Over the past several years, Google has faced three antitrust cases by the European Commission regarding Google Shopping, AdSense, and Android’s dominance in the smartphone market. The Commission’s ruling regarding Android is set to arrive this month — and it could have some pretty major implications for Android as a whole. Last year, Google was ordered to pay a fine of $2.8 billion in a similar antitrust case, but experts now say that this most recent penalty could be even larger.
According to a report from The Washington Post, Margrethe Vestager, the European Union antitrust czar, is considering a fine “ranging into the billions of dollars” — marking the second time in two years that antitrust authorities have ruled against Google.
“A competitive mobile internet sector is increasingly important for consumers and businesses in Europe,” Vestager said when first announcing the charges against Google. “We believe that Google’s behavior denies consumers a wider choice of mobile apps and services and stands in the way of innovation by other players, in breach of EU antitrust rules.”
The problem for Google began in 2016, when Brussels accused the company of leveraging its Android operating system to maintain a position of power when it came to internet searches, including requiring phone makers to pre-install Google’s browser and search app in order to access other popular apps and the Google Play Store. Google is also accused of offering financial incentives to manufacturers who agreed to pre-install Google search on their handsets.
Even so, rivals and market watchers believe fines and regulations won’t make a significant difference.
Outside Apple’s iPhone, Google’s Android is the dominant operating system in the smartphone market. It’s typically unaltered, packing first-party apps such as Google Maps, Gmail, Google Search and so on, peppered with apps developed internally by smartphone makers. Usually, any “customization” relies on visual tweaks to the overall interface and special “launchers” that change the appearance of the home screen and app drawer.
Device makers have attempted to offer smartphones with altered, or “forked,” versions on Android. Amazon made such an attempt with its failed Fire Phone in 2014: A 3D-enabled phone powered by a modified version of Android the company calls Fire OS. It’s the same platform Amazon uses for its Kindle Fire-branded tablets, Fire TV, Echo, Echo Dot, and more. Meanwhile, Samsung’s use of Tizen initially seemed the end of Android on its smartphones, but the company still uses Google’s operating system on its Galaxy devices.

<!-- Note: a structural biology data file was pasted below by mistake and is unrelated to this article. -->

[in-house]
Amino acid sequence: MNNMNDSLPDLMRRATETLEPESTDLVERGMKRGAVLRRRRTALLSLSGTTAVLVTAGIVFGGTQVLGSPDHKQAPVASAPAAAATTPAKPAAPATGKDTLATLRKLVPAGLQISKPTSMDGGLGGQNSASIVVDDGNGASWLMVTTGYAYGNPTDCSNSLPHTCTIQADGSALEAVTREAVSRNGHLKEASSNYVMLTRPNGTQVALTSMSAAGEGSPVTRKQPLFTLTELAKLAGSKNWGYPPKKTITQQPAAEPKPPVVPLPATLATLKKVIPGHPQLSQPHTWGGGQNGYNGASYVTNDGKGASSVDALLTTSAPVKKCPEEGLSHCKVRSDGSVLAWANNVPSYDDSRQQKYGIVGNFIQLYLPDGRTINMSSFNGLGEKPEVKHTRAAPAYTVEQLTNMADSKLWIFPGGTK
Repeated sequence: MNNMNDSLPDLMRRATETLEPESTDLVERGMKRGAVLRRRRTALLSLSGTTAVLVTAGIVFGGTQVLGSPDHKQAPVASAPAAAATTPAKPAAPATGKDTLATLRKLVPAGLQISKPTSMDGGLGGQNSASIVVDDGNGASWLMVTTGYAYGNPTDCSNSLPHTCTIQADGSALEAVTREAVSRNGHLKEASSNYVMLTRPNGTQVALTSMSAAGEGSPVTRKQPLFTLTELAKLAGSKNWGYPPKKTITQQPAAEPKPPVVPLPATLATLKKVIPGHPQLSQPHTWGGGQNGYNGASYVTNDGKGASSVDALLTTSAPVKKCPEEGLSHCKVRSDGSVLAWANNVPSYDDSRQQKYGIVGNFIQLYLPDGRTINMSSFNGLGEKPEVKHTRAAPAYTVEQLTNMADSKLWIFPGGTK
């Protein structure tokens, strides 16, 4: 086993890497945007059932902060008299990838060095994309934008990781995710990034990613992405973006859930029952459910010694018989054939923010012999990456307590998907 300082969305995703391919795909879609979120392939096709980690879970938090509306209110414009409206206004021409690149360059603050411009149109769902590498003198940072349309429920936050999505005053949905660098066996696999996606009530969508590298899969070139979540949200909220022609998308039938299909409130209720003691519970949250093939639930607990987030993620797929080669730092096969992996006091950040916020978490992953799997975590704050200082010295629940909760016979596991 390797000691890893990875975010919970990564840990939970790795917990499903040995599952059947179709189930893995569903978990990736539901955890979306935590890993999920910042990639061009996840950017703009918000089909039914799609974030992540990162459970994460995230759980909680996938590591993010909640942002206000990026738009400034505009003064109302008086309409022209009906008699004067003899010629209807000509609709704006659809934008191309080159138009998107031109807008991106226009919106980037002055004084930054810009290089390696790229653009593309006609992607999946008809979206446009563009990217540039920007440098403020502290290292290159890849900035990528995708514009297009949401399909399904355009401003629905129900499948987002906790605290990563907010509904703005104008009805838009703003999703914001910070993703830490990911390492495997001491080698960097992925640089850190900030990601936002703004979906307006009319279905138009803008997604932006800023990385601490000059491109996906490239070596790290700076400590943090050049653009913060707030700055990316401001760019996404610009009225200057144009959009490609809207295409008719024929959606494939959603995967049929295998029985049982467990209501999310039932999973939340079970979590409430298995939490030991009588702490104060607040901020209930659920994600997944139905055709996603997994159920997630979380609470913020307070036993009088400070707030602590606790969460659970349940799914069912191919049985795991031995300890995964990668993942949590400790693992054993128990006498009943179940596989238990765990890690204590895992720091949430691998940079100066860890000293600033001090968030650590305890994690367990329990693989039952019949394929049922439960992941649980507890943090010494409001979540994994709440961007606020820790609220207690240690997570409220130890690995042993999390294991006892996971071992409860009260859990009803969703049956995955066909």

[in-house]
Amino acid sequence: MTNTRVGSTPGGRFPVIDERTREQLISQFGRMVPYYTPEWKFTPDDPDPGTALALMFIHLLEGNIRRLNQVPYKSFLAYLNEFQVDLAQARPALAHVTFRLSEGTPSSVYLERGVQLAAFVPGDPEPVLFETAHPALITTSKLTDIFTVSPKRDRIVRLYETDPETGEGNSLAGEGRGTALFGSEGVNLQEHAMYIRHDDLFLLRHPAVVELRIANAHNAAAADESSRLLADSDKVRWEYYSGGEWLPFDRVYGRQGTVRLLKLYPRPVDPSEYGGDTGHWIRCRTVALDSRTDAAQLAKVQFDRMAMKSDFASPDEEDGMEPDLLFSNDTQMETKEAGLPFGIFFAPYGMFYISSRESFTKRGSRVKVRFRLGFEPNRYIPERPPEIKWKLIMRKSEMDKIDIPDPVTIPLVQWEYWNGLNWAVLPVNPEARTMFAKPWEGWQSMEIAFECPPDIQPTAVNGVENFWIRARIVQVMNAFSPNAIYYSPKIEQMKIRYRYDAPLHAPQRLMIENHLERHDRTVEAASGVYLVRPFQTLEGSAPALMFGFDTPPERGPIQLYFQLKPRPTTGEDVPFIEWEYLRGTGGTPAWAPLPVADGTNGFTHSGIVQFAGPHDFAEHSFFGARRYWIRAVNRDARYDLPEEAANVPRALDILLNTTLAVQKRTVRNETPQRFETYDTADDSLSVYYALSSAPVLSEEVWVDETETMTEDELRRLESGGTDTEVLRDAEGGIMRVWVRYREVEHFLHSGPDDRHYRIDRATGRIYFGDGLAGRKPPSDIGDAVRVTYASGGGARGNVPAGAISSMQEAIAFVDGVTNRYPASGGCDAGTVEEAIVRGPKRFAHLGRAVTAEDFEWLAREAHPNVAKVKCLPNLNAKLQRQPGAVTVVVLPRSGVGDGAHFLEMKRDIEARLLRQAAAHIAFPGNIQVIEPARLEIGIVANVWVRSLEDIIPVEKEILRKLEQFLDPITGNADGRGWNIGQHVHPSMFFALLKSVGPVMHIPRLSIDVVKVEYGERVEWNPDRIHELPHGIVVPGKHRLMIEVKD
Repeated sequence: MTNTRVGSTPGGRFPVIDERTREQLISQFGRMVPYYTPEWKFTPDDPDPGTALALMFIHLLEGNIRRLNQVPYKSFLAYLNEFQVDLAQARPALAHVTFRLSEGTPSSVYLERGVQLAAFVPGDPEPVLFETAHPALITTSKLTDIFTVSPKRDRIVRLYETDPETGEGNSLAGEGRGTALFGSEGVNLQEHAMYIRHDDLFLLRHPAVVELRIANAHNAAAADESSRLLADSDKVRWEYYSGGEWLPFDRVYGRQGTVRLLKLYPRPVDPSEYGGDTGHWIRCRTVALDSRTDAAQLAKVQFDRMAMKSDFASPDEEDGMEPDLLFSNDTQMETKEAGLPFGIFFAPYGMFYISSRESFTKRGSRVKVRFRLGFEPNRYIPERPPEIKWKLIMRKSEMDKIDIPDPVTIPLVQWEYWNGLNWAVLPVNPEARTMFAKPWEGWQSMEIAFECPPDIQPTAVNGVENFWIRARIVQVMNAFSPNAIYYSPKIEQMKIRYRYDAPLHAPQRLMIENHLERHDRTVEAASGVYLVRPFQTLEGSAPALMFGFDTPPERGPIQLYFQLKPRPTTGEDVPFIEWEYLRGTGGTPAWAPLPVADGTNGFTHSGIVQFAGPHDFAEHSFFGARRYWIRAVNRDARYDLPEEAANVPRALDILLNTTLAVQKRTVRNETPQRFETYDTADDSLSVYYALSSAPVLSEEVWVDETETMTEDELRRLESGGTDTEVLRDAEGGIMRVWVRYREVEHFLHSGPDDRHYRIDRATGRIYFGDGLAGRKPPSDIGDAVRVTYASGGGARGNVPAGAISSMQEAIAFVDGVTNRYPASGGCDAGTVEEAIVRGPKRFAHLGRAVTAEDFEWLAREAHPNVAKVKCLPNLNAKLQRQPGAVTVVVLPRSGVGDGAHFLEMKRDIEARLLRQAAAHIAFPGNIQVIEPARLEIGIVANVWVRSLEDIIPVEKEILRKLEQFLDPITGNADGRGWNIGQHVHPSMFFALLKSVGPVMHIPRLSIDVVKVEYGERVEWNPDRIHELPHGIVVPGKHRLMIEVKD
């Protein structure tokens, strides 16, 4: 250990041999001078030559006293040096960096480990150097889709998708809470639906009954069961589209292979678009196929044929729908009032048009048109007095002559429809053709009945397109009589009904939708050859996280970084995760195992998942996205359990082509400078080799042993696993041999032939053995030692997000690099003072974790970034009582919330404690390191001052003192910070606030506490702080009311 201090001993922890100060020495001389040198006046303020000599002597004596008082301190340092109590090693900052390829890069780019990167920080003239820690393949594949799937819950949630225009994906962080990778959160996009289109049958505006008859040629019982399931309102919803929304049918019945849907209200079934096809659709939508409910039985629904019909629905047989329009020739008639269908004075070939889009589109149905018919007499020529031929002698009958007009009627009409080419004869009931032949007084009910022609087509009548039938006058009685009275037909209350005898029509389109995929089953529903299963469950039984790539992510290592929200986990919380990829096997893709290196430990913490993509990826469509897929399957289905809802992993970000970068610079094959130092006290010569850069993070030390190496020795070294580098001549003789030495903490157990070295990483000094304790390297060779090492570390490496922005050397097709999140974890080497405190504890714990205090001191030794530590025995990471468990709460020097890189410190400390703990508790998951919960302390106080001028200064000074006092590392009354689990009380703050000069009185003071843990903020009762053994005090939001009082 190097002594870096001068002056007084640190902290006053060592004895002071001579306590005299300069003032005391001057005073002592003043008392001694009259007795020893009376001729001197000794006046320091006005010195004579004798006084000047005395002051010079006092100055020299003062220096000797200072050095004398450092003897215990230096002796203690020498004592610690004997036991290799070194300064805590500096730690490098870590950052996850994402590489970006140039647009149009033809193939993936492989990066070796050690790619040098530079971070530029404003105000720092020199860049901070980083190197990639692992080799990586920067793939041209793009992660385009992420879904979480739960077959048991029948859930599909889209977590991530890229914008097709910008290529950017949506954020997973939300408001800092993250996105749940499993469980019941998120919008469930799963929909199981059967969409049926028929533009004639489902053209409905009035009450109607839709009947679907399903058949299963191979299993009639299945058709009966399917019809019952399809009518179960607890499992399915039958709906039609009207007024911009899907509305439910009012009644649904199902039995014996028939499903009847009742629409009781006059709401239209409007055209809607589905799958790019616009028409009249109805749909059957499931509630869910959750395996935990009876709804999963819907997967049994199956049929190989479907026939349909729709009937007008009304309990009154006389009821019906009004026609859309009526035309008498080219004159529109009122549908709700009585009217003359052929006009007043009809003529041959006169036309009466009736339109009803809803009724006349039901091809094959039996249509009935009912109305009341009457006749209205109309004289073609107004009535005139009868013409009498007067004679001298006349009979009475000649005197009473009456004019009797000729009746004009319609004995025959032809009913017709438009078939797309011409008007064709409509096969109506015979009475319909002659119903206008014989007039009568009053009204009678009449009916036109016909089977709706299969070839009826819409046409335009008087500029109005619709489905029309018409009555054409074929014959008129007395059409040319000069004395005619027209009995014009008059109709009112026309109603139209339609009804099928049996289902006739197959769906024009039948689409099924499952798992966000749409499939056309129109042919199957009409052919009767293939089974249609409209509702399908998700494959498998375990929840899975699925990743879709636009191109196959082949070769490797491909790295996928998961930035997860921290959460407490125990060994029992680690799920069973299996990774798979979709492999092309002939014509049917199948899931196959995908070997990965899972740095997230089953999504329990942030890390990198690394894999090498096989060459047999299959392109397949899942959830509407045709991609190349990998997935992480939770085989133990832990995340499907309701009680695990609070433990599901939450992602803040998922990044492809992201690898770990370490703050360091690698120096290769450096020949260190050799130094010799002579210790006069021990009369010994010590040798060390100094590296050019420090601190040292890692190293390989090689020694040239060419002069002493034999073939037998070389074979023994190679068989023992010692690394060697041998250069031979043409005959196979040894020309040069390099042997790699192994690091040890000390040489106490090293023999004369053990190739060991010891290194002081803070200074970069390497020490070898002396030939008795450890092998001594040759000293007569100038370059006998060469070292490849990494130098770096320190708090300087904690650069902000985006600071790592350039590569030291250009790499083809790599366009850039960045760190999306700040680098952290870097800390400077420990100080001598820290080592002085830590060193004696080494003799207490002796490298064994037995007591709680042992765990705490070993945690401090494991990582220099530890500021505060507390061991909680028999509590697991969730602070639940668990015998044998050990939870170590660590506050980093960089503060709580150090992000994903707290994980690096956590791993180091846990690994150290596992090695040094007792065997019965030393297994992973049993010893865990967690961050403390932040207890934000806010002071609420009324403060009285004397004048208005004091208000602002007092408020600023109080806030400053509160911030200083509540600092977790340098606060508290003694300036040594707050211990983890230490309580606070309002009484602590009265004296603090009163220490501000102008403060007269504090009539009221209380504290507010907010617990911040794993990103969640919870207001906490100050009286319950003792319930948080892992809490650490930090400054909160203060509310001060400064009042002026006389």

That said, there is no real alternative to Android. Moreover, Google commands 90 percent of the European search market and provides revenue-sharing payments to smartphone makers who pre-install Google Search. Individuals siding with the European Commission claim the company provides strong incentives, too, leaving smartphone makers unable to promote alternatives to Google’s apps. Anything distributed outside Google Play could be considered untrustworthy by users.
That’s because Android’s app-related problem spans years. In the early days, smartphone makers were altering Android to distinguish their products from those of competitors. Meanwhile, third-party app stores not governed by Google or device manufacturers lured in device owners. The resulting malware epidemic seemingly pushed customers to prefer “pure” Android builds and Google Play apps. The only exception is Amazon’s Android apps store, which still must be sideloaded on Android devices.
Seemingly to keep the “pure” theme intact, Google pushes smartphone makers to install the Chrome browser and other first-party apps if Google Play is present. But smartphone makers still have an option to install their own stores and apps, such as Samsung’s Galaxy Apps store on Galaxy-class smartphones. Obviously, Google isn’t completely banning third-party apps from Android, but the European Commission still seems to think that some type of regulation is in order.
At the same time, European Commission sources claim that it can’t simply order Google to change its Android business under European law. If anything, the Commission can slap Google with a fine and make suggestions: Stop enforcing first-party app installation and stop paying device makers for installing Google Search. Will that make a difference in the overall Android picture? Probably not.
“Android is utterly dominant,” CCS Insight’s Geoff Blaber told Reuters. “Whatever the ruling, manufacturers are heavily reliant [on Android] so nothing is going to change dramatically.”
Updated on July 9: Added news that an antitrust ruling will likely come this month and “range into the billions of dollars.”